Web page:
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Correctional services commissioner Arthur Fraser. Picture: GALLO IMAGES/NETWERK24/JACO MARAIS
Correctional services commissioner Arthur Fraser. Picture: GALLO IMAGES/NETWERK24/JACO MARAIS

Last weekend, President Cyril Ramaphosa spoke of how South Africans are “disillusioned” with his government, and how the ANC needs to restore trust. Yet within hours, there was a perfect example of just how corrupted his party has become — and why it has no business being in power. 

Yesterday correctional services commissioner Arthur Fraser admitted that he alone decided to grant medical parole to his old boss, former president Jacob Zuma, which allowed him to get out of jail after “serving” just two months of a 15-month jail sentence for contempt of court. Conspicuously, the medical parole board, which is meant to advise on this, did not recommend Zuma get parole, as they found him in a “stable condition”. Fraser overruled that decision.

This, Mr President, encapsulated in one deed, eloquently tells you why nobody trusts your party.

And perhaps more abysmally for Ramaphosa, it surprised hardly anyone: people expected the ANC to abuse its power like this. 

This emerged in an interview with SABC’s Vuyo Mvoko that aired last night, in which a smiling Fraser admitted that he overruled the medical parole board. “I rescinded that and I took the decision to place him on medical parole and I’ve given a host of reasons.”

Whether those reasons explain exactly how it was that Zuma, who is allegedly (and this is the right use of the word here) suffering from an unspecified malady, deteriorated from rude singing-and-dancing good health to a frail victim of prison food in record time is unclear.

Asked by Mvoko whether he was confident that the decision would stand up to scrutiny, Fraser said: “It’s legal, and procedural.”

This illustrates that for jailbird politicians, it helps to have friends in high places, especially when you’re in chookie and really miss home cooking and the antics of your adorable twins (such scamps!).

Fraser, needless to say, just happens to be the former State Security Agency (SSA) director-general — essentially, Zuma’s chief spymaster — and is regarded as a key Zuma ally. Though he convinced nobody, Fraser attempted to argue otherwise. “I know the noise, the perception were (sic) created that I was a Jacob Zuma person,” he told Mvoko.

Well, yes — only it wasn’t so much noise as serious allegations, widely covered by both journalists and a state-commissioned high-level panel.

In Jacques Pauw’s book The President’s Keepers he alleges that Fraser as chief spy boss “concocted” the Principal Agent Network, which could have squandered up to R1bn of taxpayers’ money on what former inspector-general of intelligence Faith Radebe described as  “illegal activities”.

A 2018 high-level report into the goings-on at the SSA, commissioned by Ramaphosa, said: “It appeared that there had been instances of serious criminal behaviour, which had taken place under the guise of conducting covert work, and that this behaviour may have involved theft, forgery and uttering, fraud and corruption and even bordered on transgressions of the Prevention of Organised Crime Act.”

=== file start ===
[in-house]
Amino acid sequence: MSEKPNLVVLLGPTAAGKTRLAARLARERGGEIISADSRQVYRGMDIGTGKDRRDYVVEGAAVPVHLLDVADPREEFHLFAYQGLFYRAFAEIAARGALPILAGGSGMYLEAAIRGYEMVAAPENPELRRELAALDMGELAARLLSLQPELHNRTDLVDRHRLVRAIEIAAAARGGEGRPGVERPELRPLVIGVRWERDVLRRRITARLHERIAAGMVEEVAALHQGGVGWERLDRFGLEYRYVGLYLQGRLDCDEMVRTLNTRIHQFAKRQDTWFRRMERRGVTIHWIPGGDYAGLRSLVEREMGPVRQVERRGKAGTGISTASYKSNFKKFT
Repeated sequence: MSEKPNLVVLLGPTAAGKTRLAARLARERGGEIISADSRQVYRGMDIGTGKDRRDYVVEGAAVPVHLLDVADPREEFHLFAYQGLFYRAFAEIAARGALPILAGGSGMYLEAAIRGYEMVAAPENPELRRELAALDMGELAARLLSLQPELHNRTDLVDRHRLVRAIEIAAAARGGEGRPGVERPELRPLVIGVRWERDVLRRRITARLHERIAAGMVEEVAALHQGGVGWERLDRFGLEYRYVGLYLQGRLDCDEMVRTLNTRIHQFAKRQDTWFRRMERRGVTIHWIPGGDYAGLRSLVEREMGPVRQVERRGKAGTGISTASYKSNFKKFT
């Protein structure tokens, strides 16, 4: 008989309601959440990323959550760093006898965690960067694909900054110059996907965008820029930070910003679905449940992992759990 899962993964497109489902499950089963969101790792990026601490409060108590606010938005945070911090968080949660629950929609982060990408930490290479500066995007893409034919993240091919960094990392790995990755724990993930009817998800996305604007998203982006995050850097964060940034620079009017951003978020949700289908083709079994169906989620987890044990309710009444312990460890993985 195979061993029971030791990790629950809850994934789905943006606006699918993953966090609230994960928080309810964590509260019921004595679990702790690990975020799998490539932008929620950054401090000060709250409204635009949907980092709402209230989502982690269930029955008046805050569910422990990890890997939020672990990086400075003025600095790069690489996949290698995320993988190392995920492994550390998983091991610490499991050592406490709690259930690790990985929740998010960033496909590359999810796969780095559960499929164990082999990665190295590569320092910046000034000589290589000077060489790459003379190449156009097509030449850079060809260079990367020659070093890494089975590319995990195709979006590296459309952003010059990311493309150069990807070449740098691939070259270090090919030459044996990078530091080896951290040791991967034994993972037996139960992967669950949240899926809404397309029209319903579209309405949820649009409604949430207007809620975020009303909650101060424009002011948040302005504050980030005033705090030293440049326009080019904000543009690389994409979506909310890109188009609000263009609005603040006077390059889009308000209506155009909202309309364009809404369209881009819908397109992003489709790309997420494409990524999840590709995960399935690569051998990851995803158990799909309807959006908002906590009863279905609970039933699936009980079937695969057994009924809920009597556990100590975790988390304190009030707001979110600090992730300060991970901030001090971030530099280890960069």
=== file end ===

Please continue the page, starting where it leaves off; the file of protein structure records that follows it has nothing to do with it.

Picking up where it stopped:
And yet, Ramaphosa kept Fraser within his government, shifting him to the department of correctional services in 2018.

Even at the time, critics couldn’t believe how insipid a decision this was. Earlier this year, when asked at the Zondo commission about his decision to retain Fraser and former state security minister David Mahlobo in government, Ramaphosa said:  “I decided to wait for this process to be complete and finally it is coming to an end ... I’m waiting for the commission report.”

Today, Ramaphosa is reaping the whirlwind of this shoddy decision, and the immediate impact on his administration’s credibility. 

On Monday, after Zuma’s release, Ramaphosa said: “We have also received and taken note of the decision by correctional services and the national commissioner to release comrade Jacob Zuma from incarceration on medical parole. We welcome this.”

Does this suggest that Ramaphosa, the notional “great reformer”, approves of this abuse of power, in which Fraser overruled the medical parole board which, after all, was set up precisely to adjudicate on these decisions?  Does it suggest the ANC wants unity, above the law, and that Zuma in jail could hurt the ANC’s election prospects? 

And, perhaps more pressingly, does Ramaphosa approve of politicians bending the rules to suit themselves — or is he just willing to overlook this?

Either way, it tells you all you need to know about who not to vote for on November 1. 

Talevi is the FM's Money & Investing editor.


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